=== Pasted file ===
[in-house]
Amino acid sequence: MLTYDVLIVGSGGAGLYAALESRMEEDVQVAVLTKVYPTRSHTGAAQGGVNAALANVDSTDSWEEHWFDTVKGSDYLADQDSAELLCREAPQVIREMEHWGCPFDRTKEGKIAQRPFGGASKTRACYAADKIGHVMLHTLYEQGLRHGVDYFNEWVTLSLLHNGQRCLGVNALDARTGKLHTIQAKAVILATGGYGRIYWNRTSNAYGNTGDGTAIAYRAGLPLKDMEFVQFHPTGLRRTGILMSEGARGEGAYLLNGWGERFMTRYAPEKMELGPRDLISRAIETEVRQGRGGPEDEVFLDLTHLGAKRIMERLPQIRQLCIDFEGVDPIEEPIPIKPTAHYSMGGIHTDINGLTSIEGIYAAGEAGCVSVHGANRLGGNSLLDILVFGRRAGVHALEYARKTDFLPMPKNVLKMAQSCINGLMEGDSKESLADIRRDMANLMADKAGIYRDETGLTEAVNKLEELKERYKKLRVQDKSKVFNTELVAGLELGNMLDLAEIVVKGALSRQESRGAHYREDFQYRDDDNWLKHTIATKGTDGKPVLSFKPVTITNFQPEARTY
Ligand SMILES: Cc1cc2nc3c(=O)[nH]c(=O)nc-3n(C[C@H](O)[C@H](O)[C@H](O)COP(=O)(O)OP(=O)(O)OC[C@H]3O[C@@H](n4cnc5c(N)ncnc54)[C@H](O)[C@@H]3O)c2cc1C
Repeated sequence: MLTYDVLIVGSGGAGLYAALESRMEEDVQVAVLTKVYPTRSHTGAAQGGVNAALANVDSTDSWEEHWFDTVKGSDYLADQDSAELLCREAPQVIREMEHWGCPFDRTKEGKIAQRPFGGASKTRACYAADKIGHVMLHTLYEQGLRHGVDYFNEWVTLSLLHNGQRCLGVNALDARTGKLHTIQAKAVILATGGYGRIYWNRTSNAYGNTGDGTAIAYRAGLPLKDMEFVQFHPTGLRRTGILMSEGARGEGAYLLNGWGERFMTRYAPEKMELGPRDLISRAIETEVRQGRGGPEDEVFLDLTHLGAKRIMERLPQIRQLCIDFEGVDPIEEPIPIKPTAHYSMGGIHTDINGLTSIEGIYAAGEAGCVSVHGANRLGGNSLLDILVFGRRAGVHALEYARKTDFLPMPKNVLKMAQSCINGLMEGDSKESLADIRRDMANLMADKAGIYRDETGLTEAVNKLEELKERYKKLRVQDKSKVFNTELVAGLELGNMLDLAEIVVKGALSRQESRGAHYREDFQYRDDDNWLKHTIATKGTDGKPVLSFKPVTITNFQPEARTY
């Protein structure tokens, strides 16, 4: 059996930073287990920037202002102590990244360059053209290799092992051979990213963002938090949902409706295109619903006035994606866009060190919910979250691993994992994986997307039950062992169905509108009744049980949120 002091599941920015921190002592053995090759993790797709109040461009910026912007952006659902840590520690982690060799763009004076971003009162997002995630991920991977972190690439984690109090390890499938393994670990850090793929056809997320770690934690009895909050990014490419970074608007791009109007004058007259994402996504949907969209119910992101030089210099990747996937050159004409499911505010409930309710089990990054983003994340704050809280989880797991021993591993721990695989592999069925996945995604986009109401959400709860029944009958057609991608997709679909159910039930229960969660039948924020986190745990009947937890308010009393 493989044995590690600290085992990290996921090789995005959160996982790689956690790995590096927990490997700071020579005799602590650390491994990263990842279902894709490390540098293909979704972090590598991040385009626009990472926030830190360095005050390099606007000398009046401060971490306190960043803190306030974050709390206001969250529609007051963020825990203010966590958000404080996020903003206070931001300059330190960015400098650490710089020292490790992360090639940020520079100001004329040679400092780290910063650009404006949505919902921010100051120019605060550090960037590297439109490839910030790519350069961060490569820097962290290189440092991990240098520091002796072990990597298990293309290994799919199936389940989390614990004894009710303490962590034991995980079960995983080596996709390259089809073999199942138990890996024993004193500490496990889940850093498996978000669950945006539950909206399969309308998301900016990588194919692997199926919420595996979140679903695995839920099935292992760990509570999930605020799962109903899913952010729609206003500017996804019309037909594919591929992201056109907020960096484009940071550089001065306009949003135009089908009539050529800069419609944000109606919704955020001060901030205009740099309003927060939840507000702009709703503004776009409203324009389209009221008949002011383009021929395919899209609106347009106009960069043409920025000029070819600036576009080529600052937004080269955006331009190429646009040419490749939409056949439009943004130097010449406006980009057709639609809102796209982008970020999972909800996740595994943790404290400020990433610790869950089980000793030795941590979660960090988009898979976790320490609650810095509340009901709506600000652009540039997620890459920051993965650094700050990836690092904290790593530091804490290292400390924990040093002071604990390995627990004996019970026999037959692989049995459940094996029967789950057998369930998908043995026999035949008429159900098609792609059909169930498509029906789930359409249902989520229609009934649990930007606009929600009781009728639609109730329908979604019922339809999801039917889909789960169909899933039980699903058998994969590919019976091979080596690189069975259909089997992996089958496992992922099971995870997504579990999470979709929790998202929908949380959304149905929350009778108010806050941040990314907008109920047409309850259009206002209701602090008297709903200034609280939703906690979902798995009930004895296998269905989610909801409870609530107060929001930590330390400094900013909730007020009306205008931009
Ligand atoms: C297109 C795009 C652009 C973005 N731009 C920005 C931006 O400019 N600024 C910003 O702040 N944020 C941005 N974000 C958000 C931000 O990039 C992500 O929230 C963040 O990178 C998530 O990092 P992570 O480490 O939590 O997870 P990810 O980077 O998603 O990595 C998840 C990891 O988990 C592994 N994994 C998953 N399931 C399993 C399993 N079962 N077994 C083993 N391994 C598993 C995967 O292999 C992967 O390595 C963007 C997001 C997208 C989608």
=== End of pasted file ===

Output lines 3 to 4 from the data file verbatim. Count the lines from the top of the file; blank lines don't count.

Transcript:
Ligand SMILES: Cc1cc2nc3c(=O)[nH]c(=O)nc-3n(C[C@H](O)[C@H](O)[C@H](O)COP(=O)(O)OP(=O)(O)OC[C@H]3O[C@@H](n4cnc5c(N)ncnc54)[C@H](O)[C@@H]3O)c2cc1C
Repeated sequence: MLTYDVLIVGSGGAGLYAALESRMEEDVQVAVLTKVYPTRSHTGAAQGGVNAALANVDSTDSWEEHWFDTVKGSDYLADQDSAELLCREAPQVIREMEHWGCPFDRTKEGKIAQRPFGGASKTRACYAADKIGHVMLHTLYEQGLRHGVDYFNEWVTLSLLHNGQRCLGVNALDARTGKLHTIQAKAVILATGGYGRIYWNRTSNAYGNTGDGTAIAYRAGLPLKDMEFVQFHPTGLRRTGILMSEGARGEGAYLLNGWGERFMTRYAPEKMELGPRDLISRAIETEVRQGRGGPEDEVFLDLTHLGAKRIMERLPQIRQLCIDFEGVDPIEEPIPIKPTAHYSMGGIHTDINGLTSIEGIYAAGEAGCVSVHGANRLGGNSLLDILVFGRRAGVHALEYARKTDFLPMPKNVLKMAQSCINGLMEGDSKESLADIRRDMANLMADKAGIYRDETGLTEAVNKLEELKERYKKLRVQDKSKVFNTELVAGLELGNMLDLAEIVVKGALSRQESRGAHYREDFQYRDDDNWLKHTIATKGTDGKPVLSFKPVTITNFQPEARTY